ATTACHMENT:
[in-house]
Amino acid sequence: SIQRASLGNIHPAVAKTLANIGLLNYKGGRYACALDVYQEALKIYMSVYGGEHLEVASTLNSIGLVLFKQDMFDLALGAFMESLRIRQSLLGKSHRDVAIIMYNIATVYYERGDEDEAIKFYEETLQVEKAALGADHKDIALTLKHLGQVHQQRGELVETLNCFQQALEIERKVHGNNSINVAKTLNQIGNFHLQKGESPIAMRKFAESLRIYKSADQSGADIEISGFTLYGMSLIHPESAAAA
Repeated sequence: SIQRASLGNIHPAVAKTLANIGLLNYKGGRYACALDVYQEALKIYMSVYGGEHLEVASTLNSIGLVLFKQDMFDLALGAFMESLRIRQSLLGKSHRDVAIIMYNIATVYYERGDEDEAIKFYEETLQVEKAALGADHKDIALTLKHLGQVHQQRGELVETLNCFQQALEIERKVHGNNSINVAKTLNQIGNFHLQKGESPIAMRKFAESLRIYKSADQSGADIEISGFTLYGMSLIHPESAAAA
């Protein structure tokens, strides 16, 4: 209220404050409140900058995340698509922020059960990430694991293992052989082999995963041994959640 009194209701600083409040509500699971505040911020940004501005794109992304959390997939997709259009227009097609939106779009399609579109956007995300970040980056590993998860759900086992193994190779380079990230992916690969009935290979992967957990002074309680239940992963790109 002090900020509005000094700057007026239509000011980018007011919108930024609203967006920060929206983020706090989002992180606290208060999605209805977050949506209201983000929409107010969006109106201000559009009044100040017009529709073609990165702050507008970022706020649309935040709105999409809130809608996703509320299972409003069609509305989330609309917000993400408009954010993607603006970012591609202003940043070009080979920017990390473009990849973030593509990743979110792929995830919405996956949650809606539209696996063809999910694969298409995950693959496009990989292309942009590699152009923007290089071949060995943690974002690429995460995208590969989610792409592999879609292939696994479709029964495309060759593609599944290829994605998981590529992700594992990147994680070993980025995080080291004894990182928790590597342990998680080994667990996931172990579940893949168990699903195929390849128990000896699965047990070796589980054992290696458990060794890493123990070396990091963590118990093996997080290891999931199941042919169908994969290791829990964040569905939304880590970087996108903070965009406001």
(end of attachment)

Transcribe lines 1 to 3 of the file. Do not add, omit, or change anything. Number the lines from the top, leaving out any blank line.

[in-house]
Amino acid sequence: SIQRASLGNIHPAVAKTLANIGLLNYKGGRYACALDVYQEALKIYMSVYGGEHLEVASTLNSIGLVLFKQDMFDLALGAFMESLRIRQSLLGKSHRDVAIIMYNIATVYYERGDEDEAIKFYEETLQVEKAALGADHKDIALTLKHLGQVHQQRGELVETLNCFQQALEIERKVHGNNSINVAKTLNQIGNFHLQKGESPIAMRKFAESLRIYKSADQSGADIEISGFTLYGMSLIHPESAAAA
Repeated sequence: SIQRASLGNIHPAVAKTLANIGLLNYKGGRYACALDVYQEALKIYMSVYGGEHLEVASTLNSIGLVLFKQDMFDLALGAFMESLRIRQSLLGKSHRDVAIIMYNIATVYYERGDEDEAIKFYEETLQVEKAALGADHKDIALTLKHLGQVHQQRGELVETLNCFQQALEIERKVHGNNSINVAKTLNQIGNFHLQKGESPIAMRKFAESLRIYKSADQSGADIEISGFTLYGMSLIHPESAAAA